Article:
20) What is your greatest regret?

That I lived for so long governed by a fear of disappointing others.

21) Aside from your family and your book, of what accomplishment are you most proud?

I once ran a 5:41 mile. And now I have the chronic knee pain to remember it by.

22) What is in heavy rotation on your iPod?

Nick Drake. He’s a genius. But he’s so subtle about it, you almost don’t notice.

23) When was the last time you wept?

A couple of days ago. My husband and I are re-watching old episodes of thirtysomething. I know and love those characters so well that their hurts are my hurts. Plus, we’re on the season where Nancy has cancer. So.

24) What is your guilty pleasure?

I have been known to watch Project Runway. If only to hear Heidi Klum’s robotic catchphrases.

25) In what way do you hope your life will change now that you’re a published author?

I don’t want it to change in any substantive way. Not really. I’m immensely lucky to be able to do what I love, and to have the support that I do. I’ve come to the realization, through all of this, that joy is rooted in the reach, and not the attainment.

Plus, I’m way too introverted to sit on Oprah’s couch.


Other stops on Sarah’s Meet Me In Paris* Blog Tour: Travis Erwin • Aniket’s Plum Blossom Flash Fiction contest

Buy Plum Blossoms in ParisAmazonBarnes & NobleChaptersBordersYour Local Independent BookstorePowell’s BooksBooks-A-Million

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15 Responses to 25 Questions With Author Sarah Hina

  1. I know that I will find a cadence in her prose that will delight me. I just know.

    You will. I promise. Splendid interview, both of you.

  2. Aniket says:

    Now that is one first line that guarantees to keep the reader interested. Not that I needed any convincing, you both are awesome. It was a fun, sweet and touching interview. Those right there are 25 reasons why we love you so much. :)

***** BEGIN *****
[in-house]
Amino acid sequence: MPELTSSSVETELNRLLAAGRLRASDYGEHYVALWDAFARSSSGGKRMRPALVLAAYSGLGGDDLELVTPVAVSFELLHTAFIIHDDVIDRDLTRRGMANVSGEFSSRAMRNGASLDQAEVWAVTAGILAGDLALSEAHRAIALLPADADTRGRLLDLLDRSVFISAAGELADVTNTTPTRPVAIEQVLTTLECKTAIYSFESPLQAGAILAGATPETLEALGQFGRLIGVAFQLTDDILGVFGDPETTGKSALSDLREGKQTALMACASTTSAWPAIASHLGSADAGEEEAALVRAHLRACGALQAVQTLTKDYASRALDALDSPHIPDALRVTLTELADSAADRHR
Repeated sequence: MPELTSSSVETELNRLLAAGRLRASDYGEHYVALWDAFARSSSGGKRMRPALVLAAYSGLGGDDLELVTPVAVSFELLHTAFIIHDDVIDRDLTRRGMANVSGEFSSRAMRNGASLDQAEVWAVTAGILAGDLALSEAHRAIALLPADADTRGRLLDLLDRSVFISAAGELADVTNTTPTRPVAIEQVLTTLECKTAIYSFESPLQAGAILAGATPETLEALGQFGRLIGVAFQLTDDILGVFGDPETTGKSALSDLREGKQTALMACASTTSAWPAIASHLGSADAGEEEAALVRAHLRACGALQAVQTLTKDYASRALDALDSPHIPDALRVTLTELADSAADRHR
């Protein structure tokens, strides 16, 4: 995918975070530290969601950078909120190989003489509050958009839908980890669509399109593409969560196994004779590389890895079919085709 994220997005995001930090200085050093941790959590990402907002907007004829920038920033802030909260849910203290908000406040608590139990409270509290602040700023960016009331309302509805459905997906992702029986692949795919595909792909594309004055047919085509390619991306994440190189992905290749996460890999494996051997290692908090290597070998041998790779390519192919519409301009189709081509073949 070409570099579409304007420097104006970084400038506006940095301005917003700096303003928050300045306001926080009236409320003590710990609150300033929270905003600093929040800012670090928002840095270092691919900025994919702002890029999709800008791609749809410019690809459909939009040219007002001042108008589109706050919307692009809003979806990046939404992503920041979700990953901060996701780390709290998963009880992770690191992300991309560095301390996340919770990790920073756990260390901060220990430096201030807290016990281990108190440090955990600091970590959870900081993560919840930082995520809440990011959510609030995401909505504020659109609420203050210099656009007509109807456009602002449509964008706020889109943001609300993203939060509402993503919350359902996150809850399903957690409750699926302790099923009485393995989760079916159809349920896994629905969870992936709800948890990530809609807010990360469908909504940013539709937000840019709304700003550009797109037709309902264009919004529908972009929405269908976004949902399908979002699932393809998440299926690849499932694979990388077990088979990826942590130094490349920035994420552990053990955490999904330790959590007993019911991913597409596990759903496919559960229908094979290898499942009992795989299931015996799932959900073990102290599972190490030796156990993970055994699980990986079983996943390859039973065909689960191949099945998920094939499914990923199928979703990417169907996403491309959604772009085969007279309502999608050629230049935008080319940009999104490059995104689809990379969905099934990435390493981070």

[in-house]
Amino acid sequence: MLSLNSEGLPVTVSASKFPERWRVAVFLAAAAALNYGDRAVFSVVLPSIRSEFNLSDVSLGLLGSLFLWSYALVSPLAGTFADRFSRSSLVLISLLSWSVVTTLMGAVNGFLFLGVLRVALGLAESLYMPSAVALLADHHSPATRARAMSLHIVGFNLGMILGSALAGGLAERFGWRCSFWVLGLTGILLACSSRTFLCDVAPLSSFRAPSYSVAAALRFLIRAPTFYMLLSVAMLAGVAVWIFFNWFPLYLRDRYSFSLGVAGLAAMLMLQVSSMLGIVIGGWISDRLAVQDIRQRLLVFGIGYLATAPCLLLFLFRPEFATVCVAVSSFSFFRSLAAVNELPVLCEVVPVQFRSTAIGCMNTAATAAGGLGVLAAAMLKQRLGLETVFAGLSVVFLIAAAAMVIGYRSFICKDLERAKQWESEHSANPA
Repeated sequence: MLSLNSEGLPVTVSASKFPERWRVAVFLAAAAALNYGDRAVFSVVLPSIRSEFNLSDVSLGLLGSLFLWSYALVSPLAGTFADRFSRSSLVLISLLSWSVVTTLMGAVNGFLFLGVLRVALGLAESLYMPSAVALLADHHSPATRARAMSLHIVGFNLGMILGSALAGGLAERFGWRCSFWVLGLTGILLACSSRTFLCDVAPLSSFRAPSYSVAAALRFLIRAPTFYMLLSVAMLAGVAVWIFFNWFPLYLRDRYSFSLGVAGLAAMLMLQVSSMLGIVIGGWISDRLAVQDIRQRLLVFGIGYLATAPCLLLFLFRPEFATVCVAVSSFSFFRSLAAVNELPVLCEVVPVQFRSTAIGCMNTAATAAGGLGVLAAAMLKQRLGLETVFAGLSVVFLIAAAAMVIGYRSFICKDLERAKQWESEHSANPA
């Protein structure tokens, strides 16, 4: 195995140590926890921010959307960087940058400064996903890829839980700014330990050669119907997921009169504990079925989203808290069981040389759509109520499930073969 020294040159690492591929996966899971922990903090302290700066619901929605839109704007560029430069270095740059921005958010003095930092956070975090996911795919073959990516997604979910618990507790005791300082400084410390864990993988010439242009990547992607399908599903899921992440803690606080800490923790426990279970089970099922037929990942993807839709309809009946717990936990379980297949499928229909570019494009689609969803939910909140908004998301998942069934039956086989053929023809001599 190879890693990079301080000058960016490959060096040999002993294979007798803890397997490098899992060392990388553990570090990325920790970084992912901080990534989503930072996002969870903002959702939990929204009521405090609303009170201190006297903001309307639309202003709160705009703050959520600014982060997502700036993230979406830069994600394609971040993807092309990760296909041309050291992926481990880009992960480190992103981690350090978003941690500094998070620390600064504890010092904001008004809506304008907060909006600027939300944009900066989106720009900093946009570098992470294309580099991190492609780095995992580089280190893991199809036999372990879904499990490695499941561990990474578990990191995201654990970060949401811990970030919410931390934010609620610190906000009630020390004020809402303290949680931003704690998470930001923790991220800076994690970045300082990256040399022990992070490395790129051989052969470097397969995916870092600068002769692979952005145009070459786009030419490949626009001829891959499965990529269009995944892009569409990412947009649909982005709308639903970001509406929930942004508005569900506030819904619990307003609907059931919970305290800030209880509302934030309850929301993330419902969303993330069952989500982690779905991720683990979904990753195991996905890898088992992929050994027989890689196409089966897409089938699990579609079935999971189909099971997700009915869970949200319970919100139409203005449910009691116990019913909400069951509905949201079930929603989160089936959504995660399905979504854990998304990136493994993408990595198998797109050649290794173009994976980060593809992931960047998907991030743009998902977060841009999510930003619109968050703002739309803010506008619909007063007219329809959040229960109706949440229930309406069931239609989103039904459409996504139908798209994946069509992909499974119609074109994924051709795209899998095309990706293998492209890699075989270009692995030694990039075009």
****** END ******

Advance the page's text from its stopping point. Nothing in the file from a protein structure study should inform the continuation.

3. Richard says:

    Thanks for visiting Aniket. I’ve just added the link to your flash fiction contest. My bad!

    Sarah… Someday, I’ll tell you the story about how visiting Green Gables landed me and my friends in a book about the Trans-Canada highway by a Princeton professor. Interestingly, the author described me as “not really a literary chap.”

  4. 5:41 mile is awesome. My best time was 6:07 with little training other than being young. When I was done with that I felt as if I were going to die.

    The Giving Tree is a fave of mine, but I think you already know that. Great answers :)

  5. Great answers. Yes to “the Road” great book. I have Plum Blossoms, though I haven’t started it yet. But I bet it will also be great judging from the quality of the prose I’ve seen on her blog.

  6. Colleen says:

    Another great interview. Thanks to you both.

  7. Travis Erwin says:

    Damn, do I miss Deadwood. Hate to be left hanging.

    Great questions and answers.

  8. Sarah Hina says:

    Thanks to all of you for checking this out, and to Richard, for serving up such a great batch of questions. I really enjoyed thinking them through and had a lot of fun with my answers!

  9. Karen says:

    Thanks for hosting the interview, Richard, and to you, Sarah, for revealing and opening a little more of yourself. Those of us who know you through our blog friendships already love your writing and look forward to reading your book!

  10. Aerin says:

    The Road??? Emily over ANNE? thirtysomething???

    You just plummeted on my make-out list, Sarah. Jeepers. And you look like such a sensible person, too….

    (As one of the only people on the planet who has FINISHED Plum Blossoms, however, I can say – brilliant. Brilliant. Brilliant. Don’t let the maternal unit tell you otherwise.)

  11. joaquin says:

    awesome. i sort of remeber thirtysomething, mostly as that show with that guy who played the dj on that other show about that chick with the plane in alaska.

    wait – it is the perfect novel, right? because that’s what i’m expecting.

  12. Sarah Hina says:

    Karen, thank you so much! Having friends like you embrace me, and the book, during all of this has gone a long way toward settling my nerves.

    Aerin, I stand by all of ‘em. thirtysomething is a brilliant, character-driven show that got smacked with the “Yuppie navel-gazing” label back when it was on. Melissa, especially, you’d love, I think (’cause I do, too).

    And thank you. I’m still in awe of how quickly you read it!

    Joaquin, are you talking about Northern Exposure? Man, that was a great show, too.

    And shut up on the other score. Before I start breaking out into hives.

  13. Great interview! I visited my parents last weekend and nearly had a fit when I learned that they got rid of an entire bookshelf of books from my childhood. One of the most notable losses was Emily of New Moon. Just seeing you mention the book sent me into another rage… ;-)

  14. Sarah Hina says:

    It would have made me irate, too, Melissa! I don’t see Emily on bookstore shelves nearly as much as the Anne series (which I also loved). I’ve never understood why.

    Thanks for the wonderful comment. I hope you can find some forgiveness in your heart for them…somehow. ;)

  15. Great questions and superb answers. I’m looking forward to reading this book about Paris, a city I’ve never quite forgotten.